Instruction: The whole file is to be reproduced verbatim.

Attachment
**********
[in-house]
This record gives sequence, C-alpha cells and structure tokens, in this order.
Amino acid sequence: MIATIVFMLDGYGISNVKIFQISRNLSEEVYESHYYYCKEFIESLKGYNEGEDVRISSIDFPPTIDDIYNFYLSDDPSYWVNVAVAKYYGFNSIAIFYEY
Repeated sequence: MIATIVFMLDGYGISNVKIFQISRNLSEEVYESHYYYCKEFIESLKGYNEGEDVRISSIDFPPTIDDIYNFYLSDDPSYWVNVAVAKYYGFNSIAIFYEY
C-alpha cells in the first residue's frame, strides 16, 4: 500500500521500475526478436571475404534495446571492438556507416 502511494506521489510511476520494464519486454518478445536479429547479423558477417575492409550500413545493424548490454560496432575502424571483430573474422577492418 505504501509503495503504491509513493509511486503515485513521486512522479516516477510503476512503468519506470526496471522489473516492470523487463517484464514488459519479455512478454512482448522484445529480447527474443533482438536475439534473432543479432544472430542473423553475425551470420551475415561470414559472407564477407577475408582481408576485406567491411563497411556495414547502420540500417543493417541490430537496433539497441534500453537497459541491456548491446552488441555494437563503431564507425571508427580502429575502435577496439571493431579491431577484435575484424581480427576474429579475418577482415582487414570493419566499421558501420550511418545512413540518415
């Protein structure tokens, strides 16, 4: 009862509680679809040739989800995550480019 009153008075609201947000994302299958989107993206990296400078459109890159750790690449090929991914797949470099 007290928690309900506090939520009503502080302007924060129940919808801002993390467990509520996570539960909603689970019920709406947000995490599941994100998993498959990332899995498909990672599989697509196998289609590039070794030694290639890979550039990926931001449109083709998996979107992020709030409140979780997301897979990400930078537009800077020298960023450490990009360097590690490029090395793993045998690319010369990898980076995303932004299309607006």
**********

[in-house]
This record gives sequence, C-alpha cells and structure tokens, in this order.
Amino acid sequence: MIATIVFMLDGYGISNVKIFQISRNLSEEVYESHYYYCKEFIESLKGYNEGEDVRISSIDFPPTIDDIYNFYLSDDPSYWVNVAVAKYYGFNSIAIFYEY
Repeated sequence: MIATIVFMLDGYGISNVKIFQISRNLSEEVYESHYYYCKEFIESLKGYNEGEDVRISSIDFPPTIDDIYNFYLSDDPSYWVNVAVAKYYGFNSIAIFYEY
C-alpha cells in the first residue's frame, strides 16, 4: 500500500521500475526478436571475404534495446571492438556507416 502511494506521489510511476520494464519486454518478445536479429547479423558477417575492409550500413545493424548490454560496432575502424571483430573474422577492418 505504501509503495503504491509513493509511486503515485513521486512522479516516477510503476512503468519506470526496471522489473516492470523487463517484464514488459519479455512478454512482448522484445529480447527474443533482438536475439534473432543479432544472430542473423553475425551470420551475415561470414559472407564477407577475408582481408576485406567491411563497411556495414547502420540500417543493417541490430537496433539497441534500453537497459541491456548491446552488441555494437563503431564507425571508427580502429575502435577496439571493431579491431577484435575484424581480427576474429579475418577482415582487414570493419566499421558501420550511418545512413540518415
């Protein structure tokens, strides 16, 4: 009862509680679809040739989800995550480019 009153008075609201947000994302299958989107993206990296400078459109890159750790690449090929991914797949470099 007290928690309900506090939520009503502080302007924060129940919808801002993390467990509520996570539960909603689970019920709406947000995490599941994100998993498959990332899995498909990672599989697509196998289609590039070794030694290639890979550039990926931001449109083709998996979107992020709030409140979780997301897979990400930078537009800077020298960023450490990009360097590690490029090395793993045998690319010369990898980076995303932004299309607006």